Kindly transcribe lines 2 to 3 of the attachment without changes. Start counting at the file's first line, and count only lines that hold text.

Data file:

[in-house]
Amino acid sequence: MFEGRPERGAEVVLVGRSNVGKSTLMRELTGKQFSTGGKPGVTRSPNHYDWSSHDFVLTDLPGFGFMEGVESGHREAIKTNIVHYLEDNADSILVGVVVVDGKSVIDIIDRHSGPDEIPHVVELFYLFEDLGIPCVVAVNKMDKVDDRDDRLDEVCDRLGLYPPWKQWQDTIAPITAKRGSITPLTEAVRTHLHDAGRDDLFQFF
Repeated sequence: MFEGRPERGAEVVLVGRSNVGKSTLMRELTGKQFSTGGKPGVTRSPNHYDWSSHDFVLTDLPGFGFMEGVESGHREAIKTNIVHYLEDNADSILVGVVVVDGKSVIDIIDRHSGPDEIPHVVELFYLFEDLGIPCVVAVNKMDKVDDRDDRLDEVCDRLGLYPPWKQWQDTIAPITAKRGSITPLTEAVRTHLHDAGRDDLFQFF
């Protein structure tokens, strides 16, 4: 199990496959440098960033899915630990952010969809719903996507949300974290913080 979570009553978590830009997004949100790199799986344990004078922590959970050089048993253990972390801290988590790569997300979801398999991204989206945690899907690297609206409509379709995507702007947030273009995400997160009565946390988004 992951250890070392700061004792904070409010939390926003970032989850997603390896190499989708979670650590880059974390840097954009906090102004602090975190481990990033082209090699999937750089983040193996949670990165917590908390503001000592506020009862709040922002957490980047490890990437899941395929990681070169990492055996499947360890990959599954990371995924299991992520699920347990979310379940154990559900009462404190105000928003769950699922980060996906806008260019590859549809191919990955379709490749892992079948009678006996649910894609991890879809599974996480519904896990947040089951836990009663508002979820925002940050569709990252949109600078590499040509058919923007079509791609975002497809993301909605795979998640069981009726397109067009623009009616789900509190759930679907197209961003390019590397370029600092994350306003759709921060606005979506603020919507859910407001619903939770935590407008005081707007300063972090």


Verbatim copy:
Amino acid sequence: MFEGRPERGAEVVLVGRSNVGKSTLMRELTGKQFSTGGKPGVTRSPNHYDWSSHDFVLTDLPGFGFMEGVESGHREAIKTNIVHYLEDNADSILVGVVVVDGKSVIDIIDRHSGPDEIPHVVELFYLFEDLGIPCVVAVNKMDKVDDRDDRLDEVCDRLGLYPPWKQWQDTIAPITAKRGSITPLTEAVRTHLHDAGRDDLFQFF
Repeated sequence: MFEGRPERGAEVVLVGRSNVGKSTLMRELTGKQFSTGGKPGVTRSPNHYDWSSHDFVLTDLPGFGFMEGVESGHREAIKTNIVHYLEDNADSILVGVVVVDGKSVIDIIDRHSGPDEIPHVVELFYLFEDLGIPCVVAVNKMDKVDDRDDRLDEVCDRLGLYPPWKQWQDTIAPITAKRGSITPLTEAVRTHLHDAGRDDLFQFF